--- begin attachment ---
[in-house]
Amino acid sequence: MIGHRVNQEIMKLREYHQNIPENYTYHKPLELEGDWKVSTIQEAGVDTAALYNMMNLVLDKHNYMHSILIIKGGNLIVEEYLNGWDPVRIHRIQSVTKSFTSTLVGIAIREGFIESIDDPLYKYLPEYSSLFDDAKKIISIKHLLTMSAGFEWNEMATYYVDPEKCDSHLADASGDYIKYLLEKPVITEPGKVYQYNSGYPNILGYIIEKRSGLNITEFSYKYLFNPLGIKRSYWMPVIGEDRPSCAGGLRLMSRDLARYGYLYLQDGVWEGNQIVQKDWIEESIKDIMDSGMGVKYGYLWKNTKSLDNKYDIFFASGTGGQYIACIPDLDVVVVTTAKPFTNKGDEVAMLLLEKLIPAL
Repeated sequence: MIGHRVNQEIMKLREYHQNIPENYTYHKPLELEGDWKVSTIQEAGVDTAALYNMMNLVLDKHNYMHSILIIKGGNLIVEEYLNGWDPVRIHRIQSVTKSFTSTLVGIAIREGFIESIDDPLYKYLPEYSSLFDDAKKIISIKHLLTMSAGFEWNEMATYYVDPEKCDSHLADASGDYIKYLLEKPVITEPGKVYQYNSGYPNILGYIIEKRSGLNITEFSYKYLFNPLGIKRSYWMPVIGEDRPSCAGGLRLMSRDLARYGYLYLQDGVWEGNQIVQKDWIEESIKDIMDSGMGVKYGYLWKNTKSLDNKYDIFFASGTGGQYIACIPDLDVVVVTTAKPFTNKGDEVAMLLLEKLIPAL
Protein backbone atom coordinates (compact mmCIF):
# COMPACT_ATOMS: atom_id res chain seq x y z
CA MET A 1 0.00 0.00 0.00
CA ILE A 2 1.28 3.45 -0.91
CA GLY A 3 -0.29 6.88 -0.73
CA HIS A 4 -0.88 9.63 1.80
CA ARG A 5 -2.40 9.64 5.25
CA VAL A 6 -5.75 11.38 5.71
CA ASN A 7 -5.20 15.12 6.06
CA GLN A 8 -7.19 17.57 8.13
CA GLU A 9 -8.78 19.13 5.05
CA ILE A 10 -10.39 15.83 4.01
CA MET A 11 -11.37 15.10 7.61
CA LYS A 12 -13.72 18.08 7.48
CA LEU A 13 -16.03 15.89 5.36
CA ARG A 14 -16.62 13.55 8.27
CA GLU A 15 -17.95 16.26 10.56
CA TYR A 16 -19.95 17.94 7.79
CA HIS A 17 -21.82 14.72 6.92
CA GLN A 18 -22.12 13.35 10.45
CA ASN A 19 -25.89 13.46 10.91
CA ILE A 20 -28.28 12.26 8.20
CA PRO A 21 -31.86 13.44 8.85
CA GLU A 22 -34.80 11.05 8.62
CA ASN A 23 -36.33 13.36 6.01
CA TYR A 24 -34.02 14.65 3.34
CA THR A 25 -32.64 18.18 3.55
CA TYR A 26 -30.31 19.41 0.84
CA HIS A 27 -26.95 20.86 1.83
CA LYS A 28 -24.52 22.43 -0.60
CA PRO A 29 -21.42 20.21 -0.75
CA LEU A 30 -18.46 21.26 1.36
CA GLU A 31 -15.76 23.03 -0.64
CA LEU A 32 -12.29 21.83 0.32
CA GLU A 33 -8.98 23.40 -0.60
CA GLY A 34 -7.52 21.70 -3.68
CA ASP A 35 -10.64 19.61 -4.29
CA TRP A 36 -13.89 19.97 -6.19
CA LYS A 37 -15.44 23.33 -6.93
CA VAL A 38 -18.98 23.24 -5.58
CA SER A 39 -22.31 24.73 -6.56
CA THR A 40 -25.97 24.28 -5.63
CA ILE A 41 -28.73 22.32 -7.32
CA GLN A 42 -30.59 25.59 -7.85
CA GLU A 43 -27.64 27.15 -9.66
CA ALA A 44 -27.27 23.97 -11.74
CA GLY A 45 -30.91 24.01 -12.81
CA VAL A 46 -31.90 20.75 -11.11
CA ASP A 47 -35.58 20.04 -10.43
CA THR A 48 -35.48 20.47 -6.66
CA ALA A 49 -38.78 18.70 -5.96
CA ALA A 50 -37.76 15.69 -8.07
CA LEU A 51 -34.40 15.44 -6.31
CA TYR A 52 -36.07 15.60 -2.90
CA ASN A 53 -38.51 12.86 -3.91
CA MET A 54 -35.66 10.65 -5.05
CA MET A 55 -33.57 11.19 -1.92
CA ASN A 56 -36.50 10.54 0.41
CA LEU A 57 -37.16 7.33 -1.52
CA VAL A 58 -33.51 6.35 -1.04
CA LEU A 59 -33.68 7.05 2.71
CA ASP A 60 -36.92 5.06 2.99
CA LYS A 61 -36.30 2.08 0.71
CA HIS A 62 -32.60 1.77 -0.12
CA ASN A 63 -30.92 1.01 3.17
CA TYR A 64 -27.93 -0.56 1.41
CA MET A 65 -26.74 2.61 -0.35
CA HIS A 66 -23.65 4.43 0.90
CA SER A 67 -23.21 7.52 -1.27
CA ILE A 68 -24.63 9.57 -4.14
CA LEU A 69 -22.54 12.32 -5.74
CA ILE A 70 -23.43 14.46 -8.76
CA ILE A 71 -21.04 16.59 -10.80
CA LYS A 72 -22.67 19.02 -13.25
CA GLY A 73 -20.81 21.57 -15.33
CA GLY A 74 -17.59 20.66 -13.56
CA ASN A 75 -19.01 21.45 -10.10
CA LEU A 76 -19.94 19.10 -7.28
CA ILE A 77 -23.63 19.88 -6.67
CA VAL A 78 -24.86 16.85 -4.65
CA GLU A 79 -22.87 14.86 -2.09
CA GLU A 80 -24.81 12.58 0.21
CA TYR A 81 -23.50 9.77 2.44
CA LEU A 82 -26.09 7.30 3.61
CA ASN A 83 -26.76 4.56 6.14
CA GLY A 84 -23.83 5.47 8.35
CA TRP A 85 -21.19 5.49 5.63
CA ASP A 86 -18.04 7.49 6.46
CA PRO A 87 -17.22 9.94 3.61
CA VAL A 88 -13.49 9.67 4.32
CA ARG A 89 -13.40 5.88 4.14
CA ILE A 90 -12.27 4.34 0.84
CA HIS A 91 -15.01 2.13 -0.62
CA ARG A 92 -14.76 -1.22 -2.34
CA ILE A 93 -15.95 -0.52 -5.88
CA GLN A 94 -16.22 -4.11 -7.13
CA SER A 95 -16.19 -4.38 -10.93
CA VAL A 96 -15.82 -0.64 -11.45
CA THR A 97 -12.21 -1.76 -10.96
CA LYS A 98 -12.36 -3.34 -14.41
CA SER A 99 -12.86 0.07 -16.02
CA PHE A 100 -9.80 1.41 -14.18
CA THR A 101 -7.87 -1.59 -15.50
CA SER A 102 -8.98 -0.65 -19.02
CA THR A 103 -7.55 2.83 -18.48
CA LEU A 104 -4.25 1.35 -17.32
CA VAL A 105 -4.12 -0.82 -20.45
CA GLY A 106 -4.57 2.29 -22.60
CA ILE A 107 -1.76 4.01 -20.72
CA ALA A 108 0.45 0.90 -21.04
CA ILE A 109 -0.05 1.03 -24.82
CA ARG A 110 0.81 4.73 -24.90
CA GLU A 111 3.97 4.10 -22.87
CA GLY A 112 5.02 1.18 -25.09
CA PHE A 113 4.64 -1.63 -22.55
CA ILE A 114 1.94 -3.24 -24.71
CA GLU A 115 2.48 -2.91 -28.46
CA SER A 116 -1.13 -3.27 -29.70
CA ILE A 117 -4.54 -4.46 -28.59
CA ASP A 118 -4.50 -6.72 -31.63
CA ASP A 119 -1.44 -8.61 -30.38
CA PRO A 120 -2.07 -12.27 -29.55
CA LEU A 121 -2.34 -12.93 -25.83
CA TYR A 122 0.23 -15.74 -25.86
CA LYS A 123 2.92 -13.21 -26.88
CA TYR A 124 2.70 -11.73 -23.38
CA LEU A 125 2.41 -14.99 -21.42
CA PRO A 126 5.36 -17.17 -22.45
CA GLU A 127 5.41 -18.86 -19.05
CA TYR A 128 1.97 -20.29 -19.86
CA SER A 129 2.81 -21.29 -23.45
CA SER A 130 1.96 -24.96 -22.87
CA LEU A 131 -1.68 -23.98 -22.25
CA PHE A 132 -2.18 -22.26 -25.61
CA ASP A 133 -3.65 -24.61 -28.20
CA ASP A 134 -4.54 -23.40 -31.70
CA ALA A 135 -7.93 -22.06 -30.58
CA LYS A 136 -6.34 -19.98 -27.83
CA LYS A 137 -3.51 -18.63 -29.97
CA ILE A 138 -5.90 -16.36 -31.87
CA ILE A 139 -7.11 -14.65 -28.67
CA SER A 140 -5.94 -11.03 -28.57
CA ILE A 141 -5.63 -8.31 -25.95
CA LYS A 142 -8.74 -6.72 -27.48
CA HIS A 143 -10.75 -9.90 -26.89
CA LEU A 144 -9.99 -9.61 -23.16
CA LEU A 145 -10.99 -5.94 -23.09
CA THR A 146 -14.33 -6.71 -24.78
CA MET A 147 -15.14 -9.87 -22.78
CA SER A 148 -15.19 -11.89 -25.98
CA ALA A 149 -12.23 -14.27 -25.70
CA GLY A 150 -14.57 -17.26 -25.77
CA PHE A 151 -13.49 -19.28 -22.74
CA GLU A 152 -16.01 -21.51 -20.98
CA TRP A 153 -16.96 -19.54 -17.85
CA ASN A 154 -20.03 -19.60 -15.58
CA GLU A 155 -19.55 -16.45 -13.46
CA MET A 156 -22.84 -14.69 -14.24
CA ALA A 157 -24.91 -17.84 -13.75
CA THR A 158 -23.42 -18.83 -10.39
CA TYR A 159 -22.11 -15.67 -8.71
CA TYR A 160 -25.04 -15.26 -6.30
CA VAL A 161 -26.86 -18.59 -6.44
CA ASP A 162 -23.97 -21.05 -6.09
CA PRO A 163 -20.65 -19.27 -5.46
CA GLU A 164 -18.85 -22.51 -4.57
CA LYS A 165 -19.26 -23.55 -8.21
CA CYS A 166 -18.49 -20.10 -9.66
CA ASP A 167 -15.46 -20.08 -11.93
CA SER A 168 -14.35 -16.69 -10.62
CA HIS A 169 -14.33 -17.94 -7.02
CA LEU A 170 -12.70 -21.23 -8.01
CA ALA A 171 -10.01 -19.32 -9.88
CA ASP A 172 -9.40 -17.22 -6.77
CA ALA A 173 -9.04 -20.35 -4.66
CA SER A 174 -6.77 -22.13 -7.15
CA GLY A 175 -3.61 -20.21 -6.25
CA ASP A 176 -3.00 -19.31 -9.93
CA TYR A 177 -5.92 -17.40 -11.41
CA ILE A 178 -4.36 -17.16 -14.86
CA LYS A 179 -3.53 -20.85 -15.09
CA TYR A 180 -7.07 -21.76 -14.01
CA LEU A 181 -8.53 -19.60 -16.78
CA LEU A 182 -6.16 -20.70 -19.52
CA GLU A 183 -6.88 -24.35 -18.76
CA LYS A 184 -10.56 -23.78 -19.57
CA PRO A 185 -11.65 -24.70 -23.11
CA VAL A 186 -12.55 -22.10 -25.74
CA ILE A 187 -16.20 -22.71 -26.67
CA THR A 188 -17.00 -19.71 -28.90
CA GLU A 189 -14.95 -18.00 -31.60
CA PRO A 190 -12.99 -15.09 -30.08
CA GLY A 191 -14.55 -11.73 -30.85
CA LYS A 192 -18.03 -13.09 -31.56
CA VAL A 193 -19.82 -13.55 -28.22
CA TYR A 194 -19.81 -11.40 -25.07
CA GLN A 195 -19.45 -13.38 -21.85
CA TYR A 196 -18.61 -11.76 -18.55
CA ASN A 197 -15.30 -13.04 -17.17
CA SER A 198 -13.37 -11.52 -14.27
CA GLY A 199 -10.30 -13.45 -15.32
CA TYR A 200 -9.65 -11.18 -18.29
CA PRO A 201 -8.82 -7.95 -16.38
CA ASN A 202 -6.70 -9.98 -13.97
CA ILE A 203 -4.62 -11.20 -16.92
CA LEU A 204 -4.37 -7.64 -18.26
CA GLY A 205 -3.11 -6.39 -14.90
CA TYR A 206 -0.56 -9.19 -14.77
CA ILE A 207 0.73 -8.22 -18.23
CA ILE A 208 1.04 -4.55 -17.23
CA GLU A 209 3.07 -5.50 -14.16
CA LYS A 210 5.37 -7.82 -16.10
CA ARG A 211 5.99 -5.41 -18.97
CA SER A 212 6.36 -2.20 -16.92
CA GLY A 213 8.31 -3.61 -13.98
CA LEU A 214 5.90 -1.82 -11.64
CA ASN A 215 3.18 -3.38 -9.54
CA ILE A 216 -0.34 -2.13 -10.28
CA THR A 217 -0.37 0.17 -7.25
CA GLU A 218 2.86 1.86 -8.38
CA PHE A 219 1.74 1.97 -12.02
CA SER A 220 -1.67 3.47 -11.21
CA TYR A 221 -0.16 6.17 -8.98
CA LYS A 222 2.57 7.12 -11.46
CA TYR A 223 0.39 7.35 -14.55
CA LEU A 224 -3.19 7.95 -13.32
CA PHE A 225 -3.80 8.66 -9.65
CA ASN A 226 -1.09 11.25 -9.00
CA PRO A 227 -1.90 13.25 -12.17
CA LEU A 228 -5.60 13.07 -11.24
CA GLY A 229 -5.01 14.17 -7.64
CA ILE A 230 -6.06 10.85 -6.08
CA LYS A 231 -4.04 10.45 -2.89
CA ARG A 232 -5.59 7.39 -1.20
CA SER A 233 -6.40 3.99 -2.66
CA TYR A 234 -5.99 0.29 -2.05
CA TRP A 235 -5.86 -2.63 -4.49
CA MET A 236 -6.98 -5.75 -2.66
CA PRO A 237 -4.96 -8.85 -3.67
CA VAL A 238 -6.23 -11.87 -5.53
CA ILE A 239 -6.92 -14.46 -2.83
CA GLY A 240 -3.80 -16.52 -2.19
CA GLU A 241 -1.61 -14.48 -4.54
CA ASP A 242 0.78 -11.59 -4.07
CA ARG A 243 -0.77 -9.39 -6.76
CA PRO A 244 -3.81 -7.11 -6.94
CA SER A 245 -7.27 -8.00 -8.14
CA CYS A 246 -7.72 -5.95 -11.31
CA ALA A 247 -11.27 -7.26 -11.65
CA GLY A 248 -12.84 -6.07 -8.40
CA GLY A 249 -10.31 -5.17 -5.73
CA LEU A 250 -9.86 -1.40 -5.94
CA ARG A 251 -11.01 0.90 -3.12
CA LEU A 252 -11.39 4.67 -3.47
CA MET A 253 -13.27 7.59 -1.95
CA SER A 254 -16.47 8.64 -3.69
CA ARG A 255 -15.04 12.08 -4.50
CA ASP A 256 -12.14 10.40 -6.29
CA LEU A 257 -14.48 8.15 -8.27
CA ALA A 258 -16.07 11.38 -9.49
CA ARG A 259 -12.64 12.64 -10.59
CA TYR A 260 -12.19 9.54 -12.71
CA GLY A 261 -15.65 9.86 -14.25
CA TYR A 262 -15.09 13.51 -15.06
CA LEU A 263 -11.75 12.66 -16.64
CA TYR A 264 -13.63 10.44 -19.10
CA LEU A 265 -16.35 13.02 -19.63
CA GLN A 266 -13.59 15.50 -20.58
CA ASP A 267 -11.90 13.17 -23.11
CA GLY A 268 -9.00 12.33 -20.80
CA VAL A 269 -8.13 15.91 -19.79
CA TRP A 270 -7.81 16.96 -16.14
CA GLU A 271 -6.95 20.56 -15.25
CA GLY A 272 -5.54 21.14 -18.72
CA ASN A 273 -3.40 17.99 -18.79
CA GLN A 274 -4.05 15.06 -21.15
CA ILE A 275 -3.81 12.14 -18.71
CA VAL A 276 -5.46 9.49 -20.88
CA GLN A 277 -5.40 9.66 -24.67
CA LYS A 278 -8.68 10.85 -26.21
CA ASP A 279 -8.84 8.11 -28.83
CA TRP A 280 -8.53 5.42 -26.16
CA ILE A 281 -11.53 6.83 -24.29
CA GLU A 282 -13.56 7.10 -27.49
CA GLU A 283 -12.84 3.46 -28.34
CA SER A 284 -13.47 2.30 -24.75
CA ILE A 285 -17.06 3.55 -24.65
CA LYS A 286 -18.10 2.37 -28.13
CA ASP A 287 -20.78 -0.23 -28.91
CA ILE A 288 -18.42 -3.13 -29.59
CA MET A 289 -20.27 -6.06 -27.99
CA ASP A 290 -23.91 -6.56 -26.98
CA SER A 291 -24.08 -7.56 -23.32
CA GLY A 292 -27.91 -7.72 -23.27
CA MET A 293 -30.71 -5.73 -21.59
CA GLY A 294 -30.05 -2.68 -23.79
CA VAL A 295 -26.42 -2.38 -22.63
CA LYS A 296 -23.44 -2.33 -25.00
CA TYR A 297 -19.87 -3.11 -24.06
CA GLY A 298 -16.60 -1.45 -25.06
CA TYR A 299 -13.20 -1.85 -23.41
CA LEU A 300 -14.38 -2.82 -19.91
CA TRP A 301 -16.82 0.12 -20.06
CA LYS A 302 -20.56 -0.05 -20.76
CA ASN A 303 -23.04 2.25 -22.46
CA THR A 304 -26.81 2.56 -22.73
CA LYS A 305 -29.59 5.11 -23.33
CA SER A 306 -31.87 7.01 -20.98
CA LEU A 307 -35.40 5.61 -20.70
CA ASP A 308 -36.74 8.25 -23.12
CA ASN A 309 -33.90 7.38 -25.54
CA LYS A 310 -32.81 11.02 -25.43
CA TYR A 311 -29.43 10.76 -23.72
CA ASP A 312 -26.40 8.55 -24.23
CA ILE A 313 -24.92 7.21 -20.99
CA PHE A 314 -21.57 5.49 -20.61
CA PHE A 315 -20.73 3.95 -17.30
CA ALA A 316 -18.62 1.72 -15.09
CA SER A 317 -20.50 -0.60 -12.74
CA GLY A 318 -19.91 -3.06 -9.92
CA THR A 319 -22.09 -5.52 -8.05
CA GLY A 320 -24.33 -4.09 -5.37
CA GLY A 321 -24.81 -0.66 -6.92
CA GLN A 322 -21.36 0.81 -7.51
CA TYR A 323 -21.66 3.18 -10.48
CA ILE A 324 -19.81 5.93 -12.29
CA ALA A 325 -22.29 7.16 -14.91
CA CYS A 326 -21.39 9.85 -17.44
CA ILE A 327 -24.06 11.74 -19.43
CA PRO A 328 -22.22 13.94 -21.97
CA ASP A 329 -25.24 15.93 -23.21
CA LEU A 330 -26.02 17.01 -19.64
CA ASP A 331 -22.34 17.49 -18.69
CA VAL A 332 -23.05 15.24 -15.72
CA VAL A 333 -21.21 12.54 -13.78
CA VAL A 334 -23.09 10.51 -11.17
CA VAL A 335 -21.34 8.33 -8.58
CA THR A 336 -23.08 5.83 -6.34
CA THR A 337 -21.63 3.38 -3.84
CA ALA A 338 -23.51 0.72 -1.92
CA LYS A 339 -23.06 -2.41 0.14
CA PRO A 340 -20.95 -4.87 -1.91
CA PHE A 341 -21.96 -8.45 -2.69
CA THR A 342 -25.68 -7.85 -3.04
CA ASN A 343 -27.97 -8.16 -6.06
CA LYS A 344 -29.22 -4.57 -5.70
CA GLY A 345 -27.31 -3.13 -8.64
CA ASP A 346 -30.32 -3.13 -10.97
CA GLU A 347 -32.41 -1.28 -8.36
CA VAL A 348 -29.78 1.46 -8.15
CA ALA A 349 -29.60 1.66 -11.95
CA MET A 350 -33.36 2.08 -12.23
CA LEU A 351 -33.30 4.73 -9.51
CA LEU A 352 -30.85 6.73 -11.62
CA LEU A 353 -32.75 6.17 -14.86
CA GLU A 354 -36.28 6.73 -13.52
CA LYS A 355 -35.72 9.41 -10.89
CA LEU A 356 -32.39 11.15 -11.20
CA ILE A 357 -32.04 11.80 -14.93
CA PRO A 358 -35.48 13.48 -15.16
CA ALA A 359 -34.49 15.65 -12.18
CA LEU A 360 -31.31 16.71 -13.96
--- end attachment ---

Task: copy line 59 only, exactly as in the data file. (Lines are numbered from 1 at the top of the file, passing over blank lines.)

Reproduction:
CA MET A 54 -35.66 10.65 -5.05